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Mount Everest, the highest mountain in the world, stands at a stunning 8848 meters or 29, 028 feet and has always tested the mettle of the hardiest climbers in the world. It has proven to be the greatest challenge for climbers from all over the world; if you haven’t climbed Mt. Everest, you cannot be inducted into the prestigious ranks of the accomplished climbers.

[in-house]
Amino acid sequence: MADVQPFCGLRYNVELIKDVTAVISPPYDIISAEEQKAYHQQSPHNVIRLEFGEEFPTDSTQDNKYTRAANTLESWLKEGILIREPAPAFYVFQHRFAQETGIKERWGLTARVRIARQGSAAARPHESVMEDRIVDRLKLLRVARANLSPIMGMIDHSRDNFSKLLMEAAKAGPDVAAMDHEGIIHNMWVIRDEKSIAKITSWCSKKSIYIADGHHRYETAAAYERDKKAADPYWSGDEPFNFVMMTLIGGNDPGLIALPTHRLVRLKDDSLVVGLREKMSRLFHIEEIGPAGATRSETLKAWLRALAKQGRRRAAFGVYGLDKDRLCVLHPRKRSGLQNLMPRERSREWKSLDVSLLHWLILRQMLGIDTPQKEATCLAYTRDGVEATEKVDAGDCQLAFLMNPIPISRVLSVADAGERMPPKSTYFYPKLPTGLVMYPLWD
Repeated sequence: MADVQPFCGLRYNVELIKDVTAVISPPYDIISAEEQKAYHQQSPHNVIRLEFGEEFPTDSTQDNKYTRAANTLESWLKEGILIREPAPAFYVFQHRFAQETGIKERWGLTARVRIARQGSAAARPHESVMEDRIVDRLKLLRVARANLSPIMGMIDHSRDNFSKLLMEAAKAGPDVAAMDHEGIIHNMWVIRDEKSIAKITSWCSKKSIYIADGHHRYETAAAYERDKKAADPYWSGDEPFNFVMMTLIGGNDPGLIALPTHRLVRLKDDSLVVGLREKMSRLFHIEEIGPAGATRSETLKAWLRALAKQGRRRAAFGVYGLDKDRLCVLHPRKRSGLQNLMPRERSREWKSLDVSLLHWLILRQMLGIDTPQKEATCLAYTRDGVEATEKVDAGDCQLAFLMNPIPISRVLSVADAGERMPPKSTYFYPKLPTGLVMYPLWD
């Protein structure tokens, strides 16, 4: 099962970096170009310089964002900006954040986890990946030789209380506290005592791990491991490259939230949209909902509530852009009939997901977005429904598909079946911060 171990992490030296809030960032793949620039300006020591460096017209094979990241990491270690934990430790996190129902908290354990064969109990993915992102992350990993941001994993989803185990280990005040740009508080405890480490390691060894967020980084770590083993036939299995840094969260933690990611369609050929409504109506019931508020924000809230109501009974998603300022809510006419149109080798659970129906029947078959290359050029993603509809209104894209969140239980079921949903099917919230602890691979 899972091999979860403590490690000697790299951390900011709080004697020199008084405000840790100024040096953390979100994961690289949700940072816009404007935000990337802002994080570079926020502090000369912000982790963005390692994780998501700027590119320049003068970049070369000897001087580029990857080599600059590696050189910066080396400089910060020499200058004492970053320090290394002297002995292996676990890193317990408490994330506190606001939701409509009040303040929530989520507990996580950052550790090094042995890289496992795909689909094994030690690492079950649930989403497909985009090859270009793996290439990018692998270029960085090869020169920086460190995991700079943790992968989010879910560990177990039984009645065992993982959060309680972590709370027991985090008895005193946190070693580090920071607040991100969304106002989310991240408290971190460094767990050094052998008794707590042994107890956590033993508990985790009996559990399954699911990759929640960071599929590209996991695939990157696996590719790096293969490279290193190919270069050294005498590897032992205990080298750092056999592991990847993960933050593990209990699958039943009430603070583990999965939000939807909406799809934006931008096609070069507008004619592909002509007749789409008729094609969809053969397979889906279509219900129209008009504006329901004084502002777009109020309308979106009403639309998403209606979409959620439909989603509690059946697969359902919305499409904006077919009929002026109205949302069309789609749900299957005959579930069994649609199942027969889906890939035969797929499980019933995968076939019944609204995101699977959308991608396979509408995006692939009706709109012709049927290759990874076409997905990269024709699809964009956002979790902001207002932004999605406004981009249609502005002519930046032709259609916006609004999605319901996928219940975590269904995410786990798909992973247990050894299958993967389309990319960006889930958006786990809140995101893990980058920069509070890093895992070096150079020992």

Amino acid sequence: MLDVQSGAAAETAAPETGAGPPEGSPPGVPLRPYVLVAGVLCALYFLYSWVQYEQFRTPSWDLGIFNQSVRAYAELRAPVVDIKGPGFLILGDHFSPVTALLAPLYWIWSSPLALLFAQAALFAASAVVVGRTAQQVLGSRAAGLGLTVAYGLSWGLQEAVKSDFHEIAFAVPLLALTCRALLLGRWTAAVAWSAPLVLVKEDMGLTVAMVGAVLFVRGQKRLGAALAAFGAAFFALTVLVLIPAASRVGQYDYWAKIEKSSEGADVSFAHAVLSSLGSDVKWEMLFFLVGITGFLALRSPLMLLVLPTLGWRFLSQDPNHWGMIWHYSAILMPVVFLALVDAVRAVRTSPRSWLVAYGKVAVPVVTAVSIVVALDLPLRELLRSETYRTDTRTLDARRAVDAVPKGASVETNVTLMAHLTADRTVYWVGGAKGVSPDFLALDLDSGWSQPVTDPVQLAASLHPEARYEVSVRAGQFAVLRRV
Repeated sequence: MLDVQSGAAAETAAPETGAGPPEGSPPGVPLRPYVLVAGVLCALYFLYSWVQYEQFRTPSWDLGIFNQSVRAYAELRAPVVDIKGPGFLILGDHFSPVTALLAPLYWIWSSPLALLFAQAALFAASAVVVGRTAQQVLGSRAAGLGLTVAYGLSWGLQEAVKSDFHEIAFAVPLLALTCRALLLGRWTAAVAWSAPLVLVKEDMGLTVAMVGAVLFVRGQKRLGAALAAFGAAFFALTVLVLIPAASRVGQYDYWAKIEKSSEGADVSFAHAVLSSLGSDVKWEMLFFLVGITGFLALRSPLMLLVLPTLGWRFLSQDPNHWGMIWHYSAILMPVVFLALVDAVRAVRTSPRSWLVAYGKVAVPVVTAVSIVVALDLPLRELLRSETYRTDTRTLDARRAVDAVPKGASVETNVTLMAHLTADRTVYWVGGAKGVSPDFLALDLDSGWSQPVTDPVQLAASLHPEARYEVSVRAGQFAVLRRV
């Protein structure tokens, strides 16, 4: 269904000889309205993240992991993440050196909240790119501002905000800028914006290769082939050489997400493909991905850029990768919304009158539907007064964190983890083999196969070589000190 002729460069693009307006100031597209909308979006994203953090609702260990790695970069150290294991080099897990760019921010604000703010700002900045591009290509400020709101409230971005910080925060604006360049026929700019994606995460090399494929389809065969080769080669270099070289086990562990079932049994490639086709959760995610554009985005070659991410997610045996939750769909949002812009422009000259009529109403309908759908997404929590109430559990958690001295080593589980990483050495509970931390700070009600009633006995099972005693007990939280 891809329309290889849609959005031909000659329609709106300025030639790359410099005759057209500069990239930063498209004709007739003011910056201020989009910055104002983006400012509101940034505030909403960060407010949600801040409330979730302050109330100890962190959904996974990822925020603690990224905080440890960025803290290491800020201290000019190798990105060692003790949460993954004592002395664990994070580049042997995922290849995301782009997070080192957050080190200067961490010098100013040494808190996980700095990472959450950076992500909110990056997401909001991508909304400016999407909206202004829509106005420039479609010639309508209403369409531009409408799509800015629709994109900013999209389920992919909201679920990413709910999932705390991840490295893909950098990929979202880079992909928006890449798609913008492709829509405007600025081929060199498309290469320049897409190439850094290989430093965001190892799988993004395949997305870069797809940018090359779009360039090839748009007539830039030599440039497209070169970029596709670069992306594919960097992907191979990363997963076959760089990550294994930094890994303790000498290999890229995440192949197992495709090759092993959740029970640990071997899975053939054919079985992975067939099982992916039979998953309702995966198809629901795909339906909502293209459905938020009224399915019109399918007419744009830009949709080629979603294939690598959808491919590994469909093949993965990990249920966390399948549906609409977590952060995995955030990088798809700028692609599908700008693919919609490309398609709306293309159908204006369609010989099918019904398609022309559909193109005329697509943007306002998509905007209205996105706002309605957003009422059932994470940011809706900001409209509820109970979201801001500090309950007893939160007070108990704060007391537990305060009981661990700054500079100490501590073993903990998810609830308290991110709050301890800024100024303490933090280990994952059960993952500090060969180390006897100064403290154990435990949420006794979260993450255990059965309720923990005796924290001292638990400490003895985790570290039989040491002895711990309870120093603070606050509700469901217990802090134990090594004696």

Mt. Everest is revered by Tibetans who have christened it “Chomolungma” ( Goddess Mother of Snow ) and Nepalis, in general, refer to it as “Sagarmatha” ( Mother of the Universe ). It has been, undoubtedly been bestowed with the title of the Highest Point in the world, based on measurements made from sea level to its summit. The mountain forms the Himalaya range in High Asia and is located on the border between Nepal to its south and Tibet, China to its north. This mountain was first summited on 29 May 1953 by Sir Edmund Hillary and Sherpa Tenzing Norgay by using the South Col. By doing so, these two pioneers established themselves as heroes of the adventure world. Since then, ample expeditions have made their way to its summit; however, the draw of the towering giant is so powerful that till now it has not lulled mountaineers into complacency. Each climb presents its own challenges, based on weather conditions and the route used. Records in terms of the quickest, the youngest, the oldest, etc. have been established and climbers still come up with innovative ways of making their way to the “Roof of the World”. If one desires to take up the challenge that Mt. Everest offers and to join the International Everest Expedition team, one needs to have extensive mountaineering experience and ample technical know-how, preferably one that involves peaks over 6000 meters and even better still, at least one or two experience on other 8000 meter peaks. Though fixed ropes are used, climbers should be able to ascend and descend the mountain independently and must be proficient with crampons on steep, rugged ice and snow slopes.